We have lived very close and camped out at night, notwithstanding the rain and cold, and my baby only two weeks old when we started. Agnes is very feeble; father and mother are not well and very much fatigued; mother has a severe cold, and in fact it is nothing but the prayer of faith and the power of God, that will sustain them and bring them through. Our courage is good, and I think we shall be brought through. I leave it with you and Hyrum to devise some way to assist us to some more expense money. We have unaccountably bad roads, had our horses down in the mud, and broke one wagon tongue and thills, and broke down the carriage twice, and yet we are all alive and encamped on a dry place for almost the first time. Poverty is a heavy load, but we are all obliged to welter under it.

It is now dark and I close. May the Lord bless you all and bring us together, is my prayer. Amen. All the arrangements that brother Hyrum left for getting money failed; they did not gain us one cent.

In response to the Prophet’s inquiry, the Lord revealed that the Saints should pay “one-tenth of all their interest annually.” Note that the Lord did not tell the Prophet the Saints should wait until their financial situation improved to start paying tithing. Nor did he say they should wait until the economy recovers to start paying tithing. To the contrary, it was in the midst of extreme financial difficulty that the Lord chose to bless—not burden the Saints with the Law of Tithing. As we know the Saints were faithful and the Church survived and eventually began to prosper. We know they moved on to Nauvoo and eventually to the Salt Lake Valley.

This was not the end of financial hardships for the Saints or the Church. Between 1887 and 1893 the following series of events occurred, which nearly bankrupted the Church:

Just 49 years after section 119 was received, Congress passed the Edmunds-Tucker Act of 1887 in response to the practice of polygamy. This Act dissolved the Church’s legal standing and required the surrender of all Church assets. It also shifted political power to non-members who transferred territorial funds to non-Church owned banks. This left the Church owned banks without capital to loan to the Church or its members. 

Two years later, there was a real estate bubble, which was incredibly similar to what we just went through. An article called Crisis in Zion, Heber J. Grant and the Panic of 1893 published in Arizona and the West in 1979 described the real estate bubble as follows: “…the value of land and business and residential property had skyrocketed to as much as ten times their pre-1889 prices. Speculators reaped enormous paper profits, and real-estate transactions in Salt Lake City alone reached an unprecedented $100,000 daily. To meet the voracious demands for credit, nine new banks opened up in the city. Then, in December 1890, the collapse of London’s Baring Brothers burst Utah’s speculative bubble, leaving behind depressed prices, lowered profits, overextended credit, and tight money.”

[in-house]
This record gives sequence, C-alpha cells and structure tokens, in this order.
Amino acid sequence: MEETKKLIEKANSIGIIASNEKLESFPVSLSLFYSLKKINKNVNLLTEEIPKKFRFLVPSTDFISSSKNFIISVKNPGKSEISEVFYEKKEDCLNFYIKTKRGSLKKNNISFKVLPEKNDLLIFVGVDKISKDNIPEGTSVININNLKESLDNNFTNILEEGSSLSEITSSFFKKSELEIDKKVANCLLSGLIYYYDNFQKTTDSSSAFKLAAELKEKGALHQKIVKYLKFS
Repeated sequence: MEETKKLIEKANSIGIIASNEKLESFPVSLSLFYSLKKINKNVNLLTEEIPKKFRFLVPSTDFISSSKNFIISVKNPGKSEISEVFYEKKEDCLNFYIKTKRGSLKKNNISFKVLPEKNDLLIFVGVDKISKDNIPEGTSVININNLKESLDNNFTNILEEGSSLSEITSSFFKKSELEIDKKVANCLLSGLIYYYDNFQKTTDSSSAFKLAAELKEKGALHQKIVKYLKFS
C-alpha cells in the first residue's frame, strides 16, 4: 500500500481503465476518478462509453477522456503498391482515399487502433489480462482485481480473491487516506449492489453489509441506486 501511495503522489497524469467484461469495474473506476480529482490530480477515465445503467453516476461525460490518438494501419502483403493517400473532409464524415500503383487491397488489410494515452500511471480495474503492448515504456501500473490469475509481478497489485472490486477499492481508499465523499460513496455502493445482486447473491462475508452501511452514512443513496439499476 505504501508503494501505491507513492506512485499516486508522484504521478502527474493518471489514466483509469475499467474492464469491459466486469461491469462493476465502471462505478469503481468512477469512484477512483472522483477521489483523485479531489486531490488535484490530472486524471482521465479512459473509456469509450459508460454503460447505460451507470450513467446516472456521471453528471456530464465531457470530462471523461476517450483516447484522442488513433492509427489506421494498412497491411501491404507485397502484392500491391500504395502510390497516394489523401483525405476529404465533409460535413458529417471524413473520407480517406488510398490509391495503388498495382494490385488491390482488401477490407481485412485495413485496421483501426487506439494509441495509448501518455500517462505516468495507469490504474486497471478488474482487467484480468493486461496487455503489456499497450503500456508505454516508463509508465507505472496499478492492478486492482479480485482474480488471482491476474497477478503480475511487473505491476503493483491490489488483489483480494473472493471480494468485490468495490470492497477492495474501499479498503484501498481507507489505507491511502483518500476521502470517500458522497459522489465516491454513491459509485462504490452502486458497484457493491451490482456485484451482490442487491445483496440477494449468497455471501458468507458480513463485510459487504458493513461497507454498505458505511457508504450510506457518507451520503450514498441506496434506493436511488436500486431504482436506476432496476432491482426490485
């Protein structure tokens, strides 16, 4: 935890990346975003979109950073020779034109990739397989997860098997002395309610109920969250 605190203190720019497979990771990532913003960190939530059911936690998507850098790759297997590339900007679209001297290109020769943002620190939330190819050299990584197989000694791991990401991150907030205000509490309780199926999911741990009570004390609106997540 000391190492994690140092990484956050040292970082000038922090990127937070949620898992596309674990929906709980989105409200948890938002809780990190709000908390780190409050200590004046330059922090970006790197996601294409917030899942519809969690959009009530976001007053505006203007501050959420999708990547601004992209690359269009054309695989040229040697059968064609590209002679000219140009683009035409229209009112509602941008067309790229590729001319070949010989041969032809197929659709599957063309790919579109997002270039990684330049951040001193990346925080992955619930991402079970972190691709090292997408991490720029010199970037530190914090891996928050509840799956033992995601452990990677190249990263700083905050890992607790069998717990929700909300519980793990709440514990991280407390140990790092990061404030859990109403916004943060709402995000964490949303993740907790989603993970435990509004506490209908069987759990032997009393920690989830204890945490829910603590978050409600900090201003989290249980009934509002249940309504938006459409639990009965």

In 1893 there was a drop in the price of silver, which forced the closing of many mines and there was a late winter, which heavily damaged local agriculture.  

The Church had just completed several large projects, which required borrowed funds. These included the completion of the Salt Lake Temple, Saltair Pavilion, Salt Lake and Los Angeles Railway, and the Utah Sugar Company.  The nation entered into the Panic of 1893, which was the worst depression in American history until the Great Depression hit in 1929. 

It is difficult to describe how dire things were and how close the Church and many of its prominent members came to bankruptcy during this crisis. In the interest of time, suffice it to say that things were very serious. The Church had a number of short-term loans coming due when capital across the nation dried up.

In the deepest part of this crisis, Wilford Woodruff called upon then Apostle Heber J. Grant to go to New York and secure loans for the Church. At one point, things were so desperate, that Heber J. Grant said he shed bitter tears as he supplicated the Lord with all the earnestness and power which he possessed. The next day, he secured the financing, which saved the Church from bankruptcy. 

A young Heber J. Grant
Heber J. Grant was an amazing entrepreneur and had more than 10 business ventures, which included everything from insurance and banking to vinegar and a livery stable. Many of these businesses were leveraged and he personally lost most of his fortune during this crisis. In the Church publication, Teachings of the Presidents of the Church: Heber J. Grant, it says that Heber J. Grant—as an apostle—gave an address where he said the following: